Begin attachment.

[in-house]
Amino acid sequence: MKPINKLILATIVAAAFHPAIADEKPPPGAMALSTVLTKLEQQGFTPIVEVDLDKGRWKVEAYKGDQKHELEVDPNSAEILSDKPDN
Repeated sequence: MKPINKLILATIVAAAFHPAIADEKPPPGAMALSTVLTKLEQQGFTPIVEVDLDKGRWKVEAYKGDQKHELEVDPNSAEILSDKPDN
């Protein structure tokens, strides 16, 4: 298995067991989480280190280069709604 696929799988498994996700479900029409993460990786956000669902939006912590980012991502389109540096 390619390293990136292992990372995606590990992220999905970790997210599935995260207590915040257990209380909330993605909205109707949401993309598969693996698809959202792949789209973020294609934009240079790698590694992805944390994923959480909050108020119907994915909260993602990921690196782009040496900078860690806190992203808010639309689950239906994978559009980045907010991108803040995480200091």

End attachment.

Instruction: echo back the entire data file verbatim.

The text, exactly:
[in-house]
Amino acid sequence: MKPINKLILATIVAAAFHPAIADEKPPPGAMALSTVLTKLEQQGFTPIVEVDLDKGRWKVEAYKGDQKHELEVDPNSAEILSDKPDN
Repeated sequence: MKPINKLILATIVAAAFHPAIADEKPPPGAMALSTVLTKLEQQGFTPIVEVDLDKGRWKVEAYKGDQKHELEVDPNSAEILSDKPDN
């Protein structure tokens, strides 16, 4: 298995067991989480280190280069709604 696929799988498994996700479900029409993460990786956000669902939006912590980012991502389109540096 390619390293990136292992990372995606590990992220999905970790997210599935995260207590915040257990209380909330993605909205109707949401993309598969693996698809959202792949789209973020294609934009240079790698590694992805944390994923959480909050108020119907994915909260993602990921690196782009040496900078860690806190992203808010639309689950239906994978559009980045907010991108803040995480200091």